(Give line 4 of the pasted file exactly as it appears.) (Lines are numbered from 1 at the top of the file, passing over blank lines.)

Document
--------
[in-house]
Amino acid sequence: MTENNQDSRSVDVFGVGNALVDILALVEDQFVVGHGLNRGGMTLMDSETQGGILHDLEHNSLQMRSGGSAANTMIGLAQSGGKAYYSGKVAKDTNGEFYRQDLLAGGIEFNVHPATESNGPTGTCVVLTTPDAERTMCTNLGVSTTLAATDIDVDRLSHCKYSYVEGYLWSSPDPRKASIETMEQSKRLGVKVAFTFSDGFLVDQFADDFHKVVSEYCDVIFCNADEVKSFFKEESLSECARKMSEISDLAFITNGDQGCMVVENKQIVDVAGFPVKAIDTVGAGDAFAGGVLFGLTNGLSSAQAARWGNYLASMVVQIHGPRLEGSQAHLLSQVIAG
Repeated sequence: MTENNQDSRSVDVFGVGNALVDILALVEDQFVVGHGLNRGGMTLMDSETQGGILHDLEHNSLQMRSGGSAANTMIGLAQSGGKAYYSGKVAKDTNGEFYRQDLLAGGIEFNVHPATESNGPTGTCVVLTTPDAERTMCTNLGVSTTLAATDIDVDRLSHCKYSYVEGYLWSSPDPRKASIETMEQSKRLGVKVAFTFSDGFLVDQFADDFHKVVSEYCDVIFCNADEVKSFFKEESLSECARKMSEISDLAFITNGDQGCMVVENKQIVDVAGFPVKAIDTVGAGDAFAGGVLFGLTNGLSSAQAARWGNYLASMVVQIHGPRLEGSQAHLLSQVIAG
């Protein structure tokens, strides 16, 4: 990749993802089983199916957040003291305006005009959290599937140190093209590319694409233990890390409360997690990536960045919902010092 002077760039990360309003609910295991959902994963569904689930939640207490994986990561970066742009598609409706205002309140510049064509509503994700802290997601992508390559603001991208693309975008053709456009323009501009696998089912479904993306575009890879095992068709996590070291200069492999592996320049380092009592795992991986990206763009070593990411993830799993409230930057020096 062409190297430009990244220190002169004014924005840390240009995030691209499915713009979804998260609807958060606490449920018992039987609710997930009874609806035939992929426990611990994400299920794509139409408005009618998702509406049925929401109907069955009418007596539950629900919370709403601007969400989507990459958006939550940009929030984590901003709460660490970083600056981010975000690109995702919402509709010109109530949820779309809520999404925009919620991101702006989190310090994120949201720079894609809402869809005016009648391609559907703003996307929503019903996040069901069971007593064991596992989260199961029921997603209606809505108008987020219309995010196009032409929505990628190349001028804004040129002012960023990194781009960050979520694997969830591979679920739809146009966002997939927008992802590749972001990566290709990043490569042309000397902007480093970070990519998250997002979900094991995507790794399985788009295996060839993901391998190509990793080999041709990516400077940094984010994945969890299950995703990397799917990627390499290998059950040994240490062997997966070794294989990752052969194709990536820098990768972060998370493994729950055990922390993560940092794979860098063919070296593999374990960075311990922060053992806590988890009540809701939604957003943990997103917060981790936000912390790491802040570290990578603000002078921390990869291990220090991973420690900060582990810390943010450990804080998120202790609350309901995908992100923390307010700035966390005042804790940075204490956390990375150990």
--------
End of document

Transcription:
């Protein structure tokens, strides 16, 4: 990749993802089983199916957040003291305006005009959290599937140190093209590319694409233990890390409360997690990536960045919902010092 002077760039990360309003609910295991959902994963569904689930939640207490994986990561970066742009598609409706205002309140510049064509509503994700802290997601992508390559603001991208693309975008053709456009323009501009696998089912479904993306575009890879095992068709996590070291200069492999592996320049380092009592795992991986990206763009070593990411993830799993409230930057020096 062409190297430009990244220190002169004014924005840390240009995030691209499915713009979804998260609807958060606490449920018992039987609710997930009874609806035939992929426990611990994400299920794509139409408005009618998702509406049925929401109907069955009418007596539950629900919370709403601007969400989507990459958006939550940009929030984590901003709460660490970083600056981010975000690109995702919402509709010109109530949820779309809520999404925009919620991101702006989190310090994120949201720079894609809402869809005016009648391609559907703003996307929503019903996040069901069971007593064991596992989260199961029921997603209606809505108008987020219309995010196009032409929505990628190349001028804004040129002012960023990194781009960050979520694997969830591979679920739809146009966002997939927008992802590749972001990566290709990043490569042309000397902007480093970070990519998250997002979900094991995507790794399985788009295996060839993901391998190509990793080999041709990516400077940094984010994945969890299950995703990397799917990627390499290998059950040994240490062997997966070794294989990752052969194709990536820098990768972060998370493994729950055990922390993560940092794979860098063919070296593999374990960075311990922060053992806590988890009540809701939604957003943990997103917060981790936000912390790491802040570290990578603000002078921390990869291990220090991973420690900060582990810390943010450990804080998120202790609350309901995908992100923390307010700035966390005042804790940075204490956390990375150990």